The State likes to provide people with a place to park their trucks and trailers and go out and enjoy the trails. In our case there is a big public parking area that serves as a boat launch facility in the summer and as a “trailhead” parking spot in the winter. We are allowed a rate of $60/hour. Most plowing contractors laugh at that figure as most can make over $120/hr plowing driveways. ($40/driveway x 3/hour) The club does not have a plow truck so I use my truck and backhoe and plow the parking lot all winter. I do not get reimbursed for this even though it costs me a pretty penny each winter. The money (if we receive it) stays with the club. And the best part of it is that 90% of the people who park in the lot do not belong to ANY snowmobile club. We can’t use the big snowcats to plow the lot because their tracks would destroy the surface of the lot and the tracks would also suffer premature failure.

Under MISCELLANEOUS MAINTENANCE there are a bunch of figures:

The first represents 429 hours of manual labor that the State allows us to bill out at $8/hour. For the most part, all of these hours were accumulated by just 4 people. We can’t afford to actually pay them so they are true volunteers. We have just recently tried to reimburse them for their gasoline costs in their trucks. It’s too costly to be a volunteer in this area where our trail system covers hundreds of square miles. The hours represent time spent building bridges, cutting trees and brush, putting up signs, moving rocks and even welding steel support beams for bridges. I wonder where you can find a welder in Maine for $8/hour? Only on snowmobile trails!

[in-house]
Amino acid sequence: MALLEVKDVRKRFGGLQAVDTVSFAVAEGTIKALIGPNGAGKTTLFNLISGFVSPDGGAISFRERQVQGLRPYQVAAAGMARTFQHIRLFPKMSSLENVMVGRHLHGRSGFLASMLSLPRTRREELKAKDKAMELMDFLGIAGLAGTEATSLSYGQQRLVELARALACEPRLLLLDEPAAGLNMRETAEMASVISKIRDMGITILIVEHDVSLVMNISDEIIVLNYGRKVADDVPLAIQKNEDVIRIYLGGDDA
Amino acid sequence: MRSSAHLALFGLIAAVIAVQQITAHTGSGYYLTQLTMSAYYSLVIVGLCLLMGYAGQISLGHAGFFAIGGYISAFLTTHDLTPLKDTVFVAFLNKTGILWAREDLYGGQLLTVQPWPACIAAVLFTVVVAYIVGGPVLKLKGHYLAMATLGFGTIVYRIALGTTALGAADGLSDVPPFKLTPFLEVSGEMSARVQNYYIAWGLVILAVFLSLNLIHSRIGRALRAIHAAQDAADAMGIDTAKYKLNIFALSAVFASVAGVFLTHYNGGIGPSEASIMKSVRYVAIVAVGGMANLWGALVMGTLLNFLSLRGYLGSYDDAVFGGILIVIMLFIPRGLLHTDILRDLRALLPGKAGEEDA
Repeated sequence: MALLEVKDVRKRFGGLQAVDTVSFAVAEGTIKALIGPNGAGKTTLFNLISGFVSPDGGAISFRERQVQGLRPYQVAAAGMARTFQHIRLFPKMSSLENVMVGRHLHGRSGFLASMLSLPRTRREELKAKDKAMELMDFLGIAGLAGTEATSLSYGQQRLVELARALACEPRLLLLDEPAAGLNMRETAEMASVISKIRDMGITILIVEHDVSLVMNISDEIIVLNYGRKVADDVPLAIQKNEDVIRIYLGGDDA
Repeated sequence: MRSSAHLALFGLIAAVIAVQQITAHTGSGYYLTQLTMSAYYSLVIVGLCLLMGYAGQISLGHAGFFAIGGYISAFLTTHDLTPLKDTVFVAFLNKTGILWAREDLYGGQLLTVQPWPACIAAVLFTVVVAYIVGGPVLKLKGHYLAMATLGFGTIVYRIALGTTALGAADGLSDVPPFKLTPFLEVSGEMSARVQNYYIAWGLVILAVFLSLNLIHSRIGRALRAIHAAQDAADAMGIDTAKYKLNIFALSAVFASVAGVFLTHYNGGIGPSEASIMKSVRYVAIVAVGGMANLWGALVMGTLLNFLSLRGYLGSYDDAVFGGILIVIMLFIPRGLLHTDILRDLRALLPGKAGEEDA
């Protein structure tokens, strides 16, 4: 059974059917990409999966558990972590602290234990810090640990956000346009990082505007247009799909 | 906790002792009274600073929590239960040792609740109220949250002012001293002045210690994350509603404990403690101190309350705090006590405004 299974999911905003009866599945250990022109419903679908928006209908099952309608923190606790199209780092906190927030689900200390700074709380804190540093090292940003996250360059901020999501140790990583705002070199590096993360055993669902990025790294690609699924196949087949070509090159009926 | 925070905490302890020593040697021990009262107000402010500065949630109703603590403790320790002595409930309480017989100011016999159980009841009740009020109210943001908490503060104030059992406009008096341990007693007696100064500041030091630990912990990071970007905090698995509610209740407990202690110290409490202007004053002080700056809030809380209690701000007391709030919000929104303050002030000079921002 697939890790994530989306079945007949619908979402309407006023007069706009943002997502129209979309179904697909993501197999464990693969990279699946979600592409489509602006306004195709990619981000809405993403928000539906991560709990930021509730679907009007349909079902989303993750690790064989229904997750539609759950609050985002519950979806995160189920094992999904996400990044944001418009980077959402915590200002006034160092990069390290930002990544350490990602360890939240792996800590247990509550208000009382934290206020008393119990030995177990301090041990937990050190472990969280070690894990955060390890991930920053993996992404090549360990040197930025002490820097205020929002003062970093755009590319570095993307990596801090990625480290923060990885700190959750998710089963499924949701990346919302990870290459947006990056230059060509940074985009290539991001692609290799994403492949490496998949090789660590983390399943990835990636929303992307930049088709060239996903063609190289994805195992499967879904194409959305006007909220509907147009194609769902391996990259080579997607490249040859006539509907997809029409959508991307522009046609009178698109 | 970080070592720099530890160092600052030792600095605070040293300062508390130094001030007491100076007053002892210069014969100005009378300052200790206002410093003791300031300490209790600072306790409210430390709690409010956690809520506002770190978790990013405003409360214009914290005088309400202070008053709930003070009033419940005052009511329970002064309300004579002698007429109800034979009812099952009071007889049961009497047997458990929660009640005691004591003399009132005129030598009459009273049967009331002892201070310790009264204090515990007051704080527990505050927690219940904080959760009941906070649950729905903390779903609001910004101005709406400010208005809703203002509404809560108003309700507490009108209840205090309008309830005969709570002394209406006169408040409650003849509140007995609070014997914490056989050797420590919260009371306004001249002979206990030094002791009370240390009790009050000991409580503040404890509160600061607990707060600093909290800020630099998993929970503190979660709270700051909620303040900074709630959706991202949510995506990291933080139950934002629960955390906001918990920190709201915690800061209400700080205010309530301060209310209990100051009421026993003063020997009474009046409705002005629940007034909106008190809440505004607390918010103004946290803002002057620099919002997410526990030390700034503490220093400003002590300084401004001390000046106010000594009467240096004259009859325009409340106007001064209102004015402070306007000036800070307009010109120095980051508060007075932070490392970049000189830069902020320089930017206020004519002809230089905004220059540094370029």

The second line shows 238.5 hours of equipment use for a total of $6,682.00. These figures include $3800 for 20 hours of combined excavator/dump truck usage @ $190/hour (hired contractor) and 24 hours of backhoe usage at $60/hour. The remaining $1442 “pays” for 194.5 hours of equipment usage. This equipment includes chainsaws, brushcutters, portable welding machines, generators, ATV’s, snowmobiles and vehicles. In NO CASE does it come close to covering the actual cost associated with running a piece of equipment. $3/hour to run a chainsaw, generator or welder. $5/hour to operate a snowmobile or ATV.
$10/hour to operate a truck. These rates are a joke.

The third line shows a figure of $5,721.63 for “materials”. This number represents what we ACTUALLY spent for lumber to build bridges, for sign backing materials, screws, nails, concrete abuttments for bridges, steel retaining plates, etc.  But remember, we only get reimbursed to the tune of 70%, somehow we have to come up with the extra 30%.